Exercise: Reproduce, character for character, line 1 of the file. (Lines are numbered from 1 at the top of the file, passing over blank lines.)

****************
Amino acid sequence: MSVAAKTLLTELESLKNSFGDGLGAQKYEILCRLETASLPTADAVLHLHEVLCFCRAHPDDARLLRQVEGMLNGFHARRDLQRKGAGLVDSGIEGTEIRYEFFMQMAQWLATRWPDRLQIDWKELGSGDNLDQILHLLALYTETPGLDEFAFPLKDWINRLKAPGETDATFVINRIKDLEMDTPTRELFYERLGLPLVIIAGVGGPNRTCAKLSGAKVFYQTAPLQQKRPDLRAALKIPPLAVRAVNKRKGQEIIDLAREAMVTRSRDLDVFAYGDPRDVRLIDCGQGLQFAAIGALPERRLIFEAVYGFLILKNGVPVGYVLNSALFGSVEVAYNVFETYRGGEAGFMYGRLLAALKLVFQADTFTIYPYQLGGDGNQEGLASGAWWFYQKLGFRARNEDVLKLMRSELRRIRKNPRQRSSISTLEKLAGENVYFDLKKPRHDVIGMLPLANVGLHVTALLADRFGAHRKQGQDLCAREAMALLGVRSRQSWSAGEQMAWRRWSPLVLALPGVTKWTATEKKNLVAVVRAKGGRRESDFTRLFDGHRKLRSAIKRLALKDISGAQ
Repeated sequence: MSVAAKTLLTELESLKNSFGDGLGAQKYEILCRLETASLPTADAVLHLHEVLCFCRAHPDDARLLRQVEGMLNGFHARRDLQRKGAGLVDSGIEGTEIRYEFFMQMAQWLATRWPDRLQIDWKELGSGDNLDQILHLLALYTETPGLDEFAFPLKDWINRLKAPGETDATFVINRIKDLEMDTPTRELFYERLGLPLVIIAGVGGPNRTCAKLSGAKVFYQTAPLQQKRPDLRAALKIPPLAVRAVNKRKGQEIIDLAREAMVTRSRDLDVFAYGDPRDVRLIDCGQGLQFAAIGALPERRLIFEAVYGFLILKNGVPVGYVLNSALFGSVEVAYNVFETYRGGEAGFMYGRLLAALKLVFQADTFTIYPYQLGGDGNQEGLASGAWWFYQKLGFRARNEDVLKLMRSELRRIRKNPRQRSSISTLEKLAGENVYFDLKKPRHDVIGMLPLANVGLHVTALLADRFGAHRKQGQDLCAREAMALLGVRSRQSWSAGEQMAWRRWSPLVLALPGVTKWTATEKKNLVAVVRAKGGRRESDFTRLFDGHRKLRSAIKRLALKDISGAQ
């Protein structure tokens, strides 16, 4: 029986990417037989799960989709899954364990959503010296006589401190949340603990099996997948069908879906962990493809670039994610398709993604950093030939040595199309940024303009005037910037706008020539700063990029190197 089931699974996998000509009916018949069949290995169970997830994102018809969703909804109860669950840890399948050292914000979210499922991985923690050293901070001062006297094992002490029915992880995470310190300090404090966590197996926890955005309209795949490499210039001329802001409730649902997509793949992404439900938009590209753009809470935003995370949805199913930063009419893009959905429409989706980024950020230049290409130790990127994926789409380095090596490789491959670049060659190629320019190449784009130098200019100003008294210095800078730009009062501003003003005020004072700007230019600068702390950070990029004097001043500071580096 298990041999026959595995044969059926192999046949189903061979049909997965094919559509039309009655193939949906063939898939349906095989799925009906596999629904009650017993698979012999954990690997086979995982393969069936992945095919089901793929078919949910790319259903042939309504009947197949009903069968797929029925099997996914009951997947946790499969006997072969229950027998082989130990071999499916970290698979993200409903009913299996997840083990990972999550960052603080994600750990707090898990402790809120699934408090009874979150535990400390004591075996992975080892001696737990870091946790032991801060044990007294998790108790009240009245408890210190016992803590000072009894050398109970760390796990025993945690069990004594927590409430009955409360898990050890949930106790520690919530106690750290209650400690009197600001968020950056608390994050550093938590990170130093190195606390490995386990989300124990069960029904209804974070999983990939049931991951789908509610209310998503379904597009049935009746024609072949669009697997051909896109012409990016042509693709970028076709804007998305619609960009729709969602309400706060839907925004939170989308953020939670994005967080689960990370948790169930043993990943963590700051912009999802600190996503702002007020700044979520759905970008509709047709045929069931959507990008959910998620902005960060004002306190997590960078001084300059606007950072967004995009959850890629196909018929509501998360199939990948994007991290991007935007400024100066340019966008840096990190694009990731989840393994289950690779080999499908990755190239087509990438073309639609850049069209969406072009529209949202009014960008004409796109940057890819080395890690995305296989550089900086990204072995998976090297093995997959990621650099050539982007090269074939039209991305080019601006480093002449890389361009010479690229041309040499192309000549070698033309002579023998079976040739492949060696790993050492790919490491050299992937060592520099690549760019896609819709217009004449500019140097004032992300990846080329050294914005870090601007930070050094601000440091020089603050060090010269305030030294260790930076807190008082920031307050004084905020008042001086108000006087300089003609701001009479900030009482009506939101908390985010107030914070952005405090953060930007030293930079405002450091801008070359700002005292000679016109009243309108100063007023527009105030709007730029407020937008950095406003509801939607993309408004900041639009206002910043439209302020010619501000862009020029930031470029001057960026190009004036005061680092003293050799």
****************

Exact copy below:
Amino acid sequence: MSVAAKTLLTELESLKNSFGDGLGAQKYEILCRLETASLPTADAVLHLHEVLCFCRAHPDDARLLRQVEGMLNGFHARRDLQRKGAGLVDSGIEGTEIRYEFFMQMAQWLATRWPDRLQIDWKELGSGDNLDQILHLLALYTETPGLDEFAFPLKDWINRLKAPGETDATFVINRIKDLEMDTPTRELFYERLGLPLVIIAGVGGPNRTCAKLSGAKVFYQTAPLQQKRPDLRAALKIPPLAVRAVNKRKGQEIIDLAREAMVTRSRDLDVFAYGDPRDVRLIDCGQGLQFAAIGALPERRLIFEAVYGFLILKNGVPVGYVLNSALFGSVEVAYNVFETYRGGEAGFMYGRLLAALKLVFQADTFTIYPYQLGGDGNQEGLASGAWWFYQKLGFRARNEDVLKLMRSELRRIRKNPRQRSSISTLEKLAGENVYFDLKKPRHDVIGMLPLANVGLHVTALLADRFGAHRKQGQDLCAREAMALLGVRSRQSWSAGEQMAWRRWSPLVLALPGVTKWTATEKKNLVAVVRAKGGRRESDFTRLFDGHRKLRSAIKRLALKDISGAQ